A triple-decker helping of hitherto unpublished letters, mostly to his mother, by the man who hated to be known as the creator of Sherlock Holmes.
Conan Doyle (1859–1930) led a life more varied and eventful than any of his fictional heroes. Trained as a physician, he struggled for years toward literary success before achieving it overnight in 1891 with the Strand’s publication of “A Scandal in Bohemia.” Apart from producing a great deal of other writing—humor, fantasy, science fiction and the historical novels he hoped would be his most enduring legacy—he married twice, stood twice for the Parliament, was knighted for his defense of England in the Boer War, lost several close relatives in World War I and publicly embraced spiritualism in the last decade of his life. No one, however, would consider him a great letter writer. Although the editors have trimmed numberless accounts of his health and finances, many more remain, along with sales figures for his books and details of his public lectures. Occasionally Doyle’s invincibly prosaic style is eloquent. More often, the letters glow with the deeply rooted good nature and good sense of Holmes’s amanuensis, Dr. Watson, whose personality, on the basis of the evidence here, owed a great deal to his creator’s. Doyle’s letters to his mother are always affectionate but never intimate. Yet she clearly offered him the ideal audience for his reflections—after she died in 1920, no correspondent took her place, and the editors gloss over his final years in a few pages.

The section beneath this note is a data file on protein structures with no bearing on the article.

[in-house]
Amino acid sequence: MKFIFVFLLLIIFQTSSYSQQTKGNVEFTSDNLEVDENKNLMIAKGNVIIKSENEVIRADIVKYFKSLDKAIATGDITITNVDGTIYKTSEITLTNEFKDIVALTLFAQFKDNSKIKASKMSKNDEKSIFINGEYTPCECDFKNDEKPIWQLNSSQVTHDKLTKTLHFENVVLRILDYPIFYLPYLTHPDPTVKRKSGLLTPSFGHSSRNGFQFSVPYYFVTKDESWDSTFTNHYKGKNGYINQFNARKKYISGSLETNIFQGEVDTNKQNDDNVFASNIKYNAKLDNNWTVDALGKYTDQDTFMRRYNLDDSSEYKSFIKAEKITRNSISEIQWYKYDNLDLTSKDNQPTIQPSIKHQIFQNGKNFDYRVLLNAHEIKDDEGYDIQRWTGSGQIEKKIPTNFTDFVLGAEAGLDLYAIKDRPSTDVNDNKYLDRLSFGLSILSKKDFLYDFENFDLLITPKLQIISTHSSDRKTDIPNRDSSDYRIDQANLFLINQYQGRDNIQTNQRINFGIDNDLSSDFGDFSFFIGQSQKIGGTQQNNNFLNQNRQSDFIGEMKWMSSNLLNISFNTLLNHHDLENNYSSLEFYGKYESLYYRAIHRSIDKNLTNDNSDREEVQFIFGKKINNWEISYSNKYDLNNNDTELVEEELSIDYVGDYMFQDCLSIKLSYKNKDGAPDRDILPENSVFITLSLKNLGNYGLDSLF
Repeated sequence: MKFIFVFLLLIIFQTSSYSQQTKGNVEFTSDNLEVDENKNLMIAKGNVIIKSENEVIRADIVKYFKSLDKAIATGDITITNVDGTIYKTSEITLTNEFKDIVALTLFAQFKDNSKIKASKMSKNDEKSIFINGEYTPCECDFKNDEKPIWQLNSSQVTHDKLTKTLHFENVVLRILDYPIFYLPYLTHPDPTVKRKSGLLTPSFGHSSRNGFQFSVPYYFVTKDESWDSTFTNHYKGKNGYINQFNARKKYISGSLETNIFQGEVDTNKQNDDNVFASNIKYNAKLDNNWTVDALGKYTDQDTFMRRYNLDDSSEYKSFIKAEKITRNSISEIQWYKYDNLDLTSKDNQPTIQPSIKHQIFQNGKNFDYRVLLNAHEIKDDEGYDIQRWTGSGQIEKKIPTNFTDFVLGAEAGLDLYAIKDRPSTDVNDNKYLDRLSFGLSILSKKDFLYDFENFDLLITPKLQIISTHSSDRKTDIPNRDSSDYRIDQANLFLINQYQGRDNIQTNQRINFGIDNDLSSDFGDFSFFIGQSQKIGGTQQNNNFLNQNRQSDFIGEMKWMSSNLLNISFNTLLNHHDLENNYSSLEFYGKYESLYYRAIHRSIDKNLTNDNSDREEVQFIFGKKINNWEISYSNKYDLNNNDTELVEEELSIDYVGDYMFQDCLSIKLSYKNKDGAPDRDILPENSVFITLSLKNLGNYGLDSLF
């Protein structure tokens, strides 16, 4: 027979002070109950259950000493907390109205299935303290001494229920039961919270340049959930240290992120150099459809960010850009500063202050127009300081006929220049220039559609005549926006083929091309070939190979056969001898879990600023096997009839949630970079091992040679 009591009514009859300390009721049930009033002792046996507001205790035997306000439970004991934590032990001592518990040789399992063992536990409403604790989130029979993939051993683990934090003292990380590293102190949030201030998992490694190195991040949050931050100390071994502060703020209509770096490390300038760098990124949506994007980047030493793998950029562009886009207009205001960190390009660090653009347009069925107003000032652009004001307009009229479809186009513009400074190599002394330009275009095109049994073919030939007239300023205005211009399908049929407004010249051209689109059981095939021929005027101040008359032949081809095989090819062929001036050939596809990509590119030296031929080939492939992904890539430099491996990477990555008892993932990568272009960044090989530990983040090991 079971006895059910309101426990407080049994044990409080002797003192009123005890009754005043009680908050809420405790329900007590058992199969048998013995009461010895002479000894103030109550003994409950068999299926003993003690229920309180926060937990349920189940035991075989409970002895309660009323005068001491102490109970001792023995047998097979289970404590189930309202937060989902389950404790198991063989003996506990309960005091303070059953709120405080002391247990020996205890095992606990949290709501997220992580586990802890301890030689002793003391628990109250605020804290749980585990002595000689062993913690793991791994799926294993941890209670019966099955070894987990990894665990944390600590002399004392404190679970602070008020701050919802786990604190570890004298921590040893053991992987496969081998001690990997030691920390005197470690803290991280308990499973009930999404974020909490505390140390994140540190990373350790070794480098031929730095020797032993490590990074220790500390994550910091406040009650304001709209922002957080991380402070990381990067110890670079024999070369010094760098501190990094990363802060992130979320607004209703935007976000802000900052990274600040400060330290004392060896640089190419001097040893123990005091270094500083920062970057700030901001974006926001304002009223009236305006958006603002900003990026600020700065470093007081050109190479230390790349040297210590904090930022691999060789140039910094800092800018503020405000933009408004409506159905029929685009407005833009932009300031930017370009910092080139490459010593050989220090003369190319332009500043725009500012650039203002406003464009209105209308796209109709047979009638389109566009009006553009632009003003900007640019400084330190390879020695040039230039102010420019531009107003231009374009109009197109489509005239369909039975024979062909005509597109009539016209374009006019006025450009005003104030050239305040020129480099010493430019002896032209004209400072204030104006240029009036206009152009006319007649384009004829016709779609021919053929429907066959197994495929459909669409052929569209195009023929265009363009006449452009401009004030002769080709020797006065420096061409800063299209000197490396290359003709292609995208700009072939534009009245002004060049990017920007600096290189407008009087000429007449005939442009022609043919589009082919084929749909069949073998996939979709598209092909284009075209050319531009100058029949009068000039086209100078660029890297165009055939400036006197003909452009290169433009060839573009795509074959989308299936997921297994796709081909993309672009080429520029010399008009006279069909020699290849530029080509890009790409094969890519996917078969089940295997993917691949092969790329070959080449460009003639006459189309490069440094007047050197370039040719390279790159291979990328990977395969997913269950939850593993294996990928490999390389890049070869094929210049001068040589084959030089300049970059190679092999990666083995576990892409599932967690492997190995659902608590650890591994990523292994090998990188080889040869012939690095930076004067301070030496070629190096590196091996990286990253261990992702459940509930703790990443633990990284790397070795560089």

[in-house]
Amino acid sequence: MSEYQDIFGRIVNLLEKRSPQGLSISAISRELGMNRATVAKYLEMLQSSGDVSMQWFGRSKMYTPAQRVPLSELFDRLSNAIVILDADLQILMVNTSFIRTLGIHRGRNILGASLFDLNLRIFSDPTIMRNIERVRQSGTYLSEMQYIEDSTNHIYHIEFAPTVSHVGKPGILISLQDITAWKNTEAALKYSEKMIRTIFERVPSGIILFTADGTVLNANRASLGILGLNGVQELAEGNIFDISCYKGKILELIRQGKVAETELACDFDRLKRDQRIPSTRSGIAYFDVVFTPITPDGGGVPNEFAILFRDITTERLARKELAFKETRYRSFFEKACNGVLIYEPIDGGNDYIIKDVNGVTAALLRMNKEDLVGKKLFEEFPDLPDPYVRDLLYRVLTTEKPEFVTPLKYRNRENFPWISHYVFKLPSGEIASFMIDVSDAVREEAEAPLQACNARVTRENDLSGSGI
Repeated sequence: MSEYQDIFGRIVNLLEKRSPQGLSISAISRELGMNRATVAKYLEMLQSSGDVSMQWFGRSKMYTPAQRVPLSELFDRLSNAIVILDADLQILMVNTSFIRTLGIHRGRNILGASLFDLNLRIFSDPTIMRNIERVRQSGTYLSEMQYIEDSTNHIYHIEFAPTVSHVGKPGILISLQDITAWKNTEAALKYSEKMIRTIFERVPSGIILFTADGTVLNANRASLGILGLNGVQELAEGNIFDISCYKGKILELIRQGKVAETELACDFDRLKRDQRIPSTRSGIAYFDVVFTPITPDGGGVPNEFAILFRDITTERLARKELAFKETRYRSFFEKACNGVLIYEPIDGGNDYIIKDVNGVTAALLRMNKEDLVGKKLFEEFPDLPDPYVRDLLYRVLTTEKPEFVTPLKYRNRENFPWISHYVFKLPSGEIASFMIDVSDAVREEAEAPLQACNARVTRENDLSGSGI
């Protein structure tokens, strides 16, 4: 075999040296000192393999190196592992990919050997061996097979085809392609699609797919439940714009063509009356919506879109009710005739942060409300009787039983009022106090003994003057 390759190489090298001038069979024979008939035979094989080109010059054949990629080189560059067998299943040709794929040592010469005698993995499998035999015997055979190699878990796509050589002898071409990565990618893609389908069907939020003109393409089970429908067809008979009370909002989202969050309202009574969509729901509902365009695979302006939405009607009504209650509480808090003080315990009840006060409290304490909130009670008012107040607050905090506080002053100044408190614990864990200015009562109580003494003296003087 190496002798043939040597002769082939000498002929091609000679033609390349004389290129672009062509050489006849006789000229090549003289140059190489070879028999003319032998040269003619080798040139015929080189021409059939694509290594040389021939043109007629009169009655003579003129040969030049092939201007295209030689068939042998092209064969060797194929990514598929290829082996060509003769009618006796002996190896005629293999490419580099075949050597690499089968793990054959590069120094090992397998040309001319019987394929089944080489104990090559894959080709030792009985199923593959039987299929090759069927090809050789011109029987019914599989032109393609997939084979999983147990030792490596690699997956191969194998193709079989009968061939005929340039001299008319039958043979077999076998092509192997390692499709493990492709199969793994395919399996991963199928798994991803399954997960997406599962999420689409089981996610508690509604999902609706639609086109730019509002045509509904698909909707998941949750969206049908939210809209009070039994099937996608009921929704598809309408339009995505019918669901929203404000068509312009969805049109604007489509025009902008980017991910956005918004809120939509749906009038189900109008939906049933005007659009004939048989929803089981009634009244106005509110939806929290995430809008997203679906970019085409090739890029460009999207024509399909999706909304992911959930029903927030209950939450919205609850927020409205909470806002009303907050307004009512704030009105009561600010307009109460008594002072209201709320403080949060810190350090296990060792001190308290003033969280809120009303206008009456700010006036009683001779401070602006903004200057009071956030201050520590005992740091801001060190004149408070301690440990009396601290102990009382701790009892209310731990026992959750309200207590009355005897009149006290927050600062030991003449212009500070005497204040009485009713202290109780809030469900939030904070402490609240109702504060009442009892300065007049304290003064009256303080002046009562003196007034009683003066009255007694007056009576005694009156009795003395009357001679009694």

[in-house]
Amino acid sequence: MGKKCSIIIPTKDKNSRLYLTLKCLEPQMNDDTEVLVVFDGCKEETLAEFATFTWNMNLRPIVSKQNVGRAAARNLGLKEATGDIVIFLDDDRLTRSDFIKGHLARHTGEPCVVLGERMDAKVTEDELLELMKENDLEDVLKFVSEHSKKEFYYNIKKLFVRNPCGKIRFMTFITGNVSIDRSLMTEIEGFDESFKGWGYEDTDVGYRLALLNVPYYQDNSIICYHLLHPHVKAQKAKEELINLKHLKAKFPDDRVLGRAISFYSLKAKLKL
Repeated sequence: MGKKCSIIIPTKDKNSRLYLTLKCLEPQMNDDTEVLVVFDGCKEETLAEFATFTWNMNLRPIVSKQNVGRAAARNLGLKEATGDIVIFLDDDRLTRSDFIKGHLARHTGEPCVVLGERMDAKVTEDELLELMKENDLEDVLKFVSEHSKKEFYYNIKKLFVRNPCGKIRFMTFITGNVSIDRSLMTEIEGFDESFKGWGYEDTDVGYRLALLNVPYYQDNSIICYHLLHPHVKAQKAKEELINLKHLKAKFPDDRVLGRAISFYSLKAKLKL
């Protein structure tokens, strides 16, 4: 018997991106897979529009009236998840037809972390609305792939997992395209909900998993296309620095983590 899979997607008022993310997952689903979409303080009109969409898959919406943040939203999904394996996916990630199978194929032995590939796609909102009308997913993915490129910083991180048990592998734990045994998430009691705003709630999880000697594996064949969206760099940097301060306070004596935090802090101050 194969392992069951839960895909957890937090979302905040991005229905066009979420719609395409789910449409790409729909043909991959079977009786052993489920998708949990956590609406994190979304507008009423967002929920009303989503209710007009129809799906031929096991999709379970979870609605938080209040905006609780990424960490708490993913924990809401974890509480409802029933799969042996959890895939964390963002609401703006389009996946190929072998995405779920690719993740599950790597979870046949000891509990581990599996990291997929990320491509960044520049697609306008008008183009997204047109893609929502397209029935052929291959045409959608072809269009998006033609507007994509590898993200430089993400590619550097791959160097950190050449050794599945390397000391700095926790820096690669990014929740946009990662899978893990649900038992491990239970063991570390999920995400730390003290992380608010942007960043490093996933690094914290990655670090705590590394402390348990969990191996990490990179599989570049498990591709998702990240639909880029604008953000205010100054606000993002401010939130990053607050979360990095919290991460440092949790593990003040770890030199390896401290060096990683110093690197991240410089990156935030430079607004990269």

No major revelations or strong stylistic appeal, but an affecting self-portrait of a plainspoken, good-natured Englishman whose type has passed into history.